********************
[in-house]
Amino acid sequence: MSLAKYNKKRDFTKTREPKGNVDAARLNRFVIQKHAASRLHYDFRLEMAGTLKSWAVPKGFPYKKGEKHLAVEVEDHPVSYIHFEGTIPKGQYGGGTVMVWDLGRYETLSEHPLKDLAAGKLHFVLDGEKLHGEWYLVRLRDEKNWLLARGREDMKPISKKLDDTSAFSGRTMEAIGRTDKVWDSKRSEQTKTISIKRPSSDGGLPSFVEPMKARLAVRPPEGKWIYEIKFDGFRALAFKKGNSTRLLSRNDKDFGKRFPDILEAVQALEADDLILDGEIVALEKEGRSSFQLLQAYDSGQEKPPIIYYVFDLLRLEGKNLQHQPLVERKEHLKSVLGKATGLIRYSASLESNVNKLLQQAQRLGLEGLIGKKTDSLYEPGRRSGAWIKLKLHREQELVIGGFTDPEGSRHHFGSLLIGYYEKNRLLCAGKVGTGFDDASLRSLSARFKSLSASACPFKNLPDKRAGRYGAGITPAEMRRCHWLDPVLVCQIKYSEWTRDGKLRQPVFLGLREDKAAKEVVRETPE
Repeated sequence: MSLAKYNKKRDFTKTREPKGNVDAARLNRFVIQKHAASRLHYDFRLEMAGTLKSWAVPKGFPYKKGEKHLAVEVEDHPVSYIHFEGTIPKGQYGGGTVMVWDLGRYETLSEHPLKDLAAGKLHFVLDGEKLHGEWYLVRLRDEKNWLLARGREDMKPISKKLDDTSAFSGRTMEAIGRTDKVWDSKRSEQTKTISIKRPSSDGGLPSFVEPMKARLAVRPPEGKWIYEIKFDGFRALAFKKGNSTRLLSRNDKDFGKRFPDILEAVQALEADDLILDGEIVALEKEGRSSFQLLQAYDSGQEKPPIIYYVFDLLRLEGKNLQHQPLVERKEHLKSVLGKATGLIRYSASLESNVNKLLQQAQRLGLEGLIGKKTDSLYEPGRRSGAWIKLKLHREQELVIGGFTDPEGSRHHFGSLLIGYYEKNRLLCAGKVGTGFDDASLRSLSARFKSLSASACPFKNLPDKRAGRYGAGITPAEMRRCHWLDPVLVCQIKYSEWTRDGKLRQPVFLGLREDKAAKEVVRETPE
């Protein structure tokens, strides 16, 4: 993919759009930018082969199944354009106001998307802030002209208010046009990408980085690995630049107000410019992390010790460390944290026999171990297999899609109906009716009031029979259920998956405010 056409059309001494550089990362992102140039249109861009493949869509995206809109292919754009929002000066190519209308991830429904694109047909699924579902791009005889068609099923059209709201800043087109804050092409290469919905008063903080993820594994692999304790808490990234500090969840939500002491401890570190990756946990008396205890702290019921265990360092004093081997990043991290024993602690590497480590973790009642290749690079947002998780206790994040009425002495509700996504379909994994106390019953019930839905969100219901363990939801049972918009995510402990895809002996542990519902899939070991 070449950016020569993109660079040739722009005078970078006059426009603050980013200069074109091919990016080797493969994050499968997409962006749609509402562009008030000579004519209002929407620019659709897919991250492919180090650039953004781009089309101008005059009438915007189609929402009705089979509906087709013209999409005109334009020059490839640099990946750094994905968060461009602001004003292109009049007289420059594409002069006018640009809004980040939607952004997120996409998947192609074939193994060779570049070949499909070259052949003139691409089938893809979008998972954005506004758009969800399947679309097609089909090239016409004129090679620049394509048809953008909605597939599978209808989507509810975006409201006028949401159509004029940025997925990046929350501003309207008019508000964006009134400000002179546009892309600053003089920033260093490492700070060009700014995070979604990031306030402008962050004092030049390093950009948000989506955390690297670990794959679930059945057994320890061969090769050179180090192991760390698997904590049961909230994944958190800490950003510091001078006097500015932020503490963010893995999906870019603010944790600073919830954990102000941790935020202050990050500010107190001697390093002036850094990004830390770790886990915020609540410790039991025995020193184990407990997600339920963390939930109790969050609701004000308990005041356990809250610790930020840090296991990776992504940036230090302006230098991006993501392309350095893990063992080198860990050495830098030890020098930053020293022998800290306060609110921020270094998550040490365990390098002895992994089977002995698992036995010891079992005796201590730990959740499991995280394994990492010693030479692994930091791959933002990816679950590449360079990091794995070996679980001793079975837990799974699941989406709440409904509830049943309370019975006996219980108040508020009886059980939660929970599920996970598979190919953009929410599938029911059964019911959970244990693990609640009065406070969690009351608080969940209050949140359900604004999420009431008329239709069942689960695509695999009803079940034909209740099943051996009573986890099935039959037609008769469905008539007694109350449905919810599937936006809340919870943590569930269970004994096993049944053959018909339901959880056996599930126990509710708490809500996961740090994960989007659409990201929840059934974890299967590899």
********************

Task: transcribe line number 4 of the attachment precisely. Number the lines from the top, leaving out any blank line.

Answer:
């Protein structure tokens, strides 16, 4: 993919759009930018082969199944354009106001998307802030002209208010046009990408980085690995630049107000410019992390010790460390944290026999171990297999899609109906009716009031029979259920998956405010 056409059309001494550089990362992102140039249109861009493949869509995206809109292919754009929002000066190519209308991830429904694109047909699924579902791009005889068609099923059209709201800043087109804050092409290469919905008063903080993820594994692999304790808490990234500090969840939500002491401890570190990756946990008396205890702290019921265990360092004093081997990043991290024993602690590497480590973790009642290749690079947002998780206790994040009425002495509700996504379909994994106390019953019930839905969100219901363990939801049972918009995510402990895809002996542990519902899939070991 070449950016020569993109660079040739722009005078970078006059426009603050980013200069074109091919990016080797493969994050499968997409962006749609509402562009008030000579004519209002929407620019659709897919991250492919180090650039953004781009089309101008005059009438915007189609929402009705089979509906087709013209999409005109334009020059490839640099990946750094994905968060461009602001004003292109009049007289420059594409002069006018640009809004980040939607952004997120996409998947192609074939193994060779570049070949499909070259052949003139691409089938893809979008998972954005506004758009969800399947679309097609089909090239016409004129090679620049394509048809953008909605597939599978209808989507509810975006409201006028949401159509004029940025997925990046929350501003309207008019508000964006009134400000002179546009892309600053003089920033260093490492700070060009700014995070979604990031306030402008962050004092030049390093950009948000989506955390690297670990794959679930059945057994320890061969090769050179180090192991760390698997904590049961909230994944958190800490950003510091001078006097500015932020503490963010893995999906870019603010944790600073919830954990102000941790935020202050990050500010107190001697390093002036850094990004830390770790886990915020609540410790039991025995020193184990407990997600339920963390939930109790969050609701004000308990005041356990809250610790930020840090296991990776992504940036230090302006230098991006993501392309350095893990063992080198860990050495830098030890020098930053020293022998800290306060609110921020270094998550040490365990390098002895992994089977002995698992036995010891079992005796201590730990959740499991995280394994990492010693030479692994930091791959933002990816679950590449360079990091794995070996679980001793079975837990799974699941989406709440409904509830049943309370019975006996219980108040508020009886059980939660929970599920996970598979190919953009929410599938029911059964019911959970244990693990609640009065406070969690009351608080969940209050949140359900604004999420009431008329239709069942689960695509695999009803079940034909209740099943051996009573986890099935039959037609008769469905008539007694109350449905919810599937936006809340919870943590569930269970004994096993049944053959018909339901959880056996599930126990509710708490809500996961740090994960989007659409990201929840059934974890299967590899």